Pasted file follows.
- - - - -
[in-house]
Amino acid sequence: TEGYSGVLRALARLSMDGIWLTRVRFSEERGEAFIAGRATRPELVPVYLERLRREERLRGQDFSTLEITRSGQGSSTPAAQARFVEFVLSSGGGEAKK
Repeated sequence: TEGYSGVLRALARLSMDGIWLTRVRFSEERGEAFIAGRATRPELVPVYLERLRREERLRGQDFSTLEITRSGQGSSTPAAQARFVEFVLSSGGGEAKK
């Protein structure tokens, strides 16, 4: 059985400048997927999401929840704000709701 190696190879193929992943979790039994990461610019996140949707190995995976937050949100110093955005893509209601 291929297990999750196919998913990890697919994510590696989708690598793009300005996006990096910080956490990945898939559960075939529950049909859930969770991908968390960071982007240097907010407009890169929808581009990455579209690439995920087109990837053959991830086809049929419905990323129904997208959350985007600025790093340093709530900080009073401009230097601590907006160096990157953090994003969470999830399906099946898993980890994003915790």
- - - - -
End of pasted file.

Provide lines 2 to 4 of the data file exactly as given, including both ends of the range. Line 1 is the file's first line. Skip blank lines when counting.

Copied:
Amino acid sequence: TEGYSGVLRALARLSMDGIWLTRVRFSEERGEAFIAGRATRPELVPVYLERLRREERLRGQDFSTLEITRSGQGSSTPAAQARFVEFVLSSGGGEAKK
Repeated sequence: TEGYSGVLRALARLSMDGIWLTRVRFSEERGEAFIAGRATRPELVPVYLERLRREERLRGQDFSTLEITRSGQGSSTPAAQARFVEFVLSSGGGEAKK
């Protein structure tokens, strides 16, 4: 059985400048997927999401929840704000709701 190696190879193929992943979790039994990461610019996140949707190995995976937050949100110093955005893509209601 291929297990999750196919998913990890697919994510590696989708690598793009300005996006990096910080956490990945898939559960075939529950049909859930969770991908968390960071982007240097907010407009890169929808581009990455579209690439995920087109990837053959991830086809049929419905990323129904997208959350985007600025790093340093709530900080009073401009230097601590907006160096990157953090994003969470999830399906099946898993980890994003915790």